John Stewart recently did a funny, very funny episode on oil and the governments undying call for oil independence over the years. (June,16th) Inspired by Obama’s recent malaise speech on the B.P. spill, Stewart played clips of every President since Nixon making decrees to the effect that somehow, in X years, “America” would be X more independent on oil or fossil fuels or middle east resources.
Windmills and solar panels will never come close to moving America away from fossil fuels. Not as they exist now. Plant-based fuels are actually heavily subsidized failures as well. Steve Green of Vodkapundit once suggested that the best source of energy would be an array of solar collectors in earths orbit which would use developing microwave technologies to send down the collected energy (solar panels actually work well in a vacuum) to collectors which would then distribute said energy to factories and homes and even automobiles. But he went on to say there was a hitch. Today, doing this would bankrupt every economy in the world (wait aren’t we all broke now?) and no one could afford such a leap in science. In Year 2100, it would cost us next to nothing to do this, so maybe we should “actually develop” the technology first. (all para-phrasing) The point being…investments and research take time, require a vibrant private sector, require free minds, require free markets, and require public demand…just not at the expense of bankruptcy.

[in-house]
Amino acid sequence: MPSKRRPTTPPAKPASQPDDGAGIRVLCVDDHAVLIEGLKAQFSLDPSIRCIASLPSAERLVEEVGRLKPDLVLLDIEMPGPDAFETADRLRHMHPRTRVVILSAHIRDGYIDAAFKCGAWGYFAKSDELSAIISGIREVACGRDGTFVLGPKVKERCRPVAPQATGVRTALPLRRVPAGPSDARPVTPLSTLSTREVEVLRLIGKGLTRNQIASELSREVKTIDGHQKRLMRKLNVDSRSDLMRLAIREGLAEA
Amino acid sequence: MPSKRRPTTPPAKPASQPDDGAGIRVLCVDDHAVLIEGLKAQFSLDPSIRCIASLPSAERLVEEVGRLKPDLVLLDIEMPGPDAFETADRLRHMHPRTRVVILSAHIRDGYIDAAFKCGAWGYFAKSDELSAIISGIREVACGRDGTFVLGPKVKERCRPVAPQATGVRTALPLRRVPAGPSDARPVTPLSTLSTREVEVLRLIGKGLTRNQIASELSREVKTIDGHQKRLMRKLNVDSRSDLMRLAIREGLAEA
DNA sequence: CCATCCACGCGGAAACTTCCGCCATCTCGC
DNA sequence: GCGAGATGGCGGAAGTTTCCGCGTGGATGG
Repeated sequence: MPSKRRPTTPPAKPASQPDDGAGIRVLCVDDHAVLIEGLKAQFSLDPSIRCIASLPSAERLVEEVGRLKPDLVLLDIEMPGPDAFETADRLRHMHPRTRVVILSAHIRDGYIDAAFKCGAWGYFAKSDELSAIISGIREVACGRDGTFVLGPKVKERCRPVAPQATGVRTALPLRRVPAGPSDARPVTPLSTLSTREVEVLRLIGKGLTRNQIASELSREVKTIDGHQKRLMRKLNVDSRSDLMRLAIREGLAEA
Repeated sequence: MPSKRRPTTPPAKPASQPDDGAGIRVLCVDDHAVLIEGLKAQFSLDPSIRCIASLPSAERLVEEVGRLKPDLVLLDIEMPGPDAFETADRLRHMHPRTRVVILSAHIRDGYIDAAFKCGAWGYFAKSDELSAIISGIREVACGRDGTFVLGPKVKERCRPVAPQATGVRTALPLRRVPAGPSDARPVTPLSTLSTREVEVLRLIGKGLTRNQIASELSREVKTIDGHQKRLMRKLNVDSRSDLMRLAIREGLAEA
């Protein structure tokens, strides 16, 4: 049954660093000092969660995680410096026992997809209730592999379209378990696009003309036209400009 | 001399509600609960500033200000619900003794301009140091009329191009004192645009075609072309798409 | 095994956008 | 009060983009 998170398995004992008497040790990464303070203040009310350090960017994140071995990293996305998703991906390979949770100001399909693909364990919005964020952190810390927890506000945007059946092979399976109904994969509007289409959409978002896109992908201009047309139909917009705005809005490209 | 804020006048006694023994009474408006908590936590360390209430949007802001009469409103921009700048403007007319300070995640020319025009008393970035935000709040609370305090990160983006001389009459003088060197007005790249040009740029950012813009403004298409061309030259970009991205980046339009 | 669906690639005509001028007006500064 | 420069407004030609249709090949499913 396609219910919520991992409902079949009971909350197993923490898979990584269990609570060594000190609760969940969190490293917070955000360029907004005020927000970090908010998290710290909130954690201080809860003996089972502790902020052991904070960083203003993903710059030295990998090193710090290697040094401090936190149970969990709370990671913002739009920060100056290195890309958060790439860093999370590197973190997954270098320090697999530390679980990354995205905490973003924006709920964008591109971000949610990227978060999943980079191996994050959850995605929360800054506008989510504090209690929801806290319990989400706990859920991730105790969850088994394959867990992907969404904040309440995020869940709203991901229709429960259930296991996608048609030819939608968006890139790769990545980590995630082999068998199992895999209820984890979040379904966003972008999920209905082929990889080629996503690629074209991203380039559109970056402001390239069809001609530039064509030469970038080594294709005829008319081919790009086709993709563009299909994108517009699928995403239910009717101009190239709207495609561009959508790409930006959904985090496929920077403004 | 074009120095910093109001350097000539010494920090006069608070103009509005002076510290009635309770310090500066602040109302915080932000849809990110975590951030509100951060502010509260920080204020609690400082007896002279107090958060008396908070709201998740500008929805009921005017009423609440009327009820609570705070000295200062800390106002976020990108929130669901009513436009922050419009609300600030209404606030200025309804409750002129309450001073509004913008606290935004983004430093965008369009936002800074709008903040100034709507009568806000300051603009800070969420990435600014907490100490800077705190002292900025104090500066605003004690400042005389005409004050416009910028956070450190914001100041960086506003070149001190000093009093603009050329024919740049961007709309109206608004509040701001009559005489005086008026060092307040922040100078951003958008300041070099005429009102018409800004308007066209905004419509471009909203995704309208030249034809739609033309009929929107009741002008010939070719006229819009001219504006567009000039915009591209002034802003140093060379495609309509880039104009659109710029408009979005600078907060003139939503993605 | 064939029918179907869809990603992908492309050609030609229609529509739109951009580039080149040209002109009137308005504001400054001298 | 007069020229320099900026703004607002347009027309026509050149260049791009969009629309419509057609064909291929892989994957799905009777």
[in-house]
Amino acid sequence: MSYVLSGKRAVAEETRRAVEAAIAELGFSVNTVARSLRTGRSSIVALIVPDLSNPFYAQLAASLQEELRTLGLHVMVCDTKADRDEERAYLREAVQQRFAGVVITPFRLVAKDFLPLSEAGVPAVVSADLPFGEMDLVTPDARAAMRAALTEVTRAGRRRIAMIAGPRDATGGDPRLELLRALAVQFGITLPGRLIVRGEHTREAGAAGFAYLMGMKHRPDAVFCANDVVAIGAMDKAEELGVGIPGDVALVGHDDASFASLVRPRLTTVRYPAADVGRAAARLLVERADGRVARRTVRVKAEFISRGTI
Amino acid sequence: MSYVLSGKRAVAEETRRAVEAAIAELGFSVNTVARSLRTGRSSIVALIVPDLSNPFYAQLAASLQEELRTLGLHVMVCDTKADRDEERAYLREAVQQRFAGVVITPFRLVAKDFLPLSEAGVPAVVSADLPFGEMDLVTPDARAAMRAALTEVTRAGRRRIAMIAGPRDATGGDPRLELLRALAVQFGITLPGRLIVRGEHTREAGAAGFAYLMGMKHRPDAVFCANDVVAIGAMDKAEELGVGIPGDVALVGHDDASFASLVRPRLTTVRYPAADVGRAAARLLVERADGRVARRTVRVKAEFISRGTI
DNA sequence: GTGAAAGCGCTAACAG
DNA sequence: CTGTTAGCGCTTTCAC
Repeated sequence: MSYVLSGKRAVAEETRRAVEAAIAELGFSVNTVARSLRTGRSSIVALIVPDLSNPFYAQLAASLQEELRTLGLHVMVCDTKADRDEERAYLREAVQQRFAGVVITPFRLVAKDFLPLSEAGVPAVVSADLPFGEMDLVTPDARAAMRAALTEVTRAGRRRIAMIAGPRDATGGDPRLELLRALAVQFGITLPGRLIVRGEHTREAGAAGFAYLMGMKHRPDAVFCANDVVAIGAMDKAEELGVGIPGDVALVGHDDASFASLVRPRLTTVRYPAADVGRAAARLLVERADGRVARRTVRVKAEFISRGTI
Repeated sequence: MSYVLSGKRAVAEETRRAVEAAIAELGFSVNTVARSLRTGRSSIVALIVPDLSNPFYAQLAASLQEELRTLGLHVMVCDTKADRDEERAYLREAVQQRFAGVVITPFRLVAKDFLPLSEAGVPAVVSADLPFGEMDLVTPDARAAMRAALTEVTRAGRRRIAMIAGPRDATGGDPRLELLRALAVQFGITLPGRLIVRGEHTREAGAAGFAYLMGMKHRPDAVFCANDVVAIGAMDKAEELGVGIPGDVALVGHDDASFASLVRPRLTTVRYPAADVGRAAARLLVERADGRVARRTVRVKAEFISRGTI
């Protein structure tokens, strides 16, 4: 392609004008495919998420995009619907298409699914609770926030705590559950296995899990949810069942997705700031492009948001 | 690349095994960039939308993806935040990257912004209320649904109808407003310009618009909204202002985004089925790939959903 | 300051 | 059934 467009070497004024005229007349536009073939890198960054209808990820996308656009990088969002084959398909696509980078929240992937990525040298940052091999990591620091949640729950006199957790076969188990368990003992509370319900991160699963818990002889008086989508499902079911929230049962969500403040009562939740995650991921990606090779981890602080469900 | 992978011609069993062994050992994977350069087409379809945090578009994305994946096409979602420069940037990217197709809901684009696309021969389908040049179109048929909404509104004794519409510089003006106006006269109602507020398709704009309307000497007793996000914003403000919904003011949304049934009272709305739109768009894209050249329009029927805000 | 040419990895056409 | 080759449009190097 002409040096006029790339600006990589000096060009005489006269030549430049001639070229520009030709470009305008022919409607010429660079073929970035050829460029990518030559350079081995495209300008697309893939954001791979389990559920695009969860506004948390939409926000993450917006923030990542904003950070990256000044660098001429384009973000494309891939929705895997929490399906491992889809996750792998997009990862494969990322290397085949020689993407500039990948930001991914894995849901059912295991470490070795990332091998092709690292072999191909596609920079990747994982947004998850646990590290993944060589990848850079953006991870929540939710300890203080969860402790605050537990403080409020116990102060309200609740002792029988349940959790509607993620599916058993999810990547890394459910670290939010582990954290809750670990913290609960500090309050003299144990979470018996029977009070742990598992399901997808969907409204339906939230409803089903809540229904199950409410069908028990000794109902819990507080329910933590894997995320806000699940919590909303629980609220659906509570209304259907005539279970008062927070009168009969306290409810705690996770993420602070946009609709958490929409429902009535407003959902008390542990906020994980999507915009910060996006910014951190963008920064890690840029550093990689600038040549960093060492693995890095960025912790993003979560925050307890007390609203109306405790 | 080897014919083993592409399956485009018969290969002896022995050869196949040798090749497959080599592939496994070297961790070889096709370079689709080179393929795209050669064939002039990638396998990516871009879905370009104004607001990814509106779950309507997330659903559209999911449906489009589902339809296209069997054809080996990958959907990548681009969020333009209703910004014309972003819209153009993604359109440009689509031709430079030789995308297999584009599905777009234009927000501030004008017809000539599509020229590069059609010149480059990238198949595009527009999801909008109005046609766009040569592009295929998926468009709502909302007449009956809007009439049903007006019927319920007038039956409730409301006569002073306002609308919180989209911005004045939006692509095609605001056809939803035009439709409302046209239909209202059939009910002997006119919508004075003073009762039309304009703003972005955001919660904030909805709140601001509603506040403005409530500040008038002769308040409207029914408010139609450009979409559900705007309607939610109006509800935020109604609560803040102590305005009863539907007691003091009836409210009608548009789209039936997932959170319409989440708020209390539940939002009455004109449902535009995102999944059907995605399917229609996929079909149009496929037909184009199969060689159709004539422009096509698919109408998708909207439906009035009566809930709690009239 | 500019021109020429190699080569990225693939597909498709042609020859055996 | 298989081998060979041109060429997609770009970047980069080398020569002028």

Everyone has read about “some” new form or source of energy. Many people have picked a favorite. In 30 years, we will probably be using none of those ideas. Or all of them, but coupled with greater efficiency and technological breakthroughs. Your car could run off a hydrogen fuel cell with lithium backup and solar-powered lights. A dashboard illuminated by bio-engineered algae, tires made of bio-rubber that self repair, ect…or no tires at all? The hydrogen could be made from sea bed crystalline hydrocarbons harvested by a Hawaiian firm. The Lithium in your back-up battery came from the mountains of tora-bora in Afghanistan, an emerging economy. The solar collectors powering your car’s interior lights were developed and made by a local company your sister’s husband works at. The bio-engineered algae (in the dashboard) was developed by Shell. The bio-rubber, self repairing tires, were developed by Michelin in France. A new auto manufacturing company in India named Tata, has (since 2090) a working model of a tire-less car, complete with four, micro-hydrogen fuel cell thrusters. Thanks to further developments in nano-technology, the physical manufacture of said cars are half the cost of a car today. Factories are air-tight, human-less nano laboratories. Humans control service robots from their vacation homes.
Oil could still be around, laser drilling at depths of 15,000 feet, crude oil could be extracted for specialty uses by B.P., a subsidiary of Vestas.
But who knows?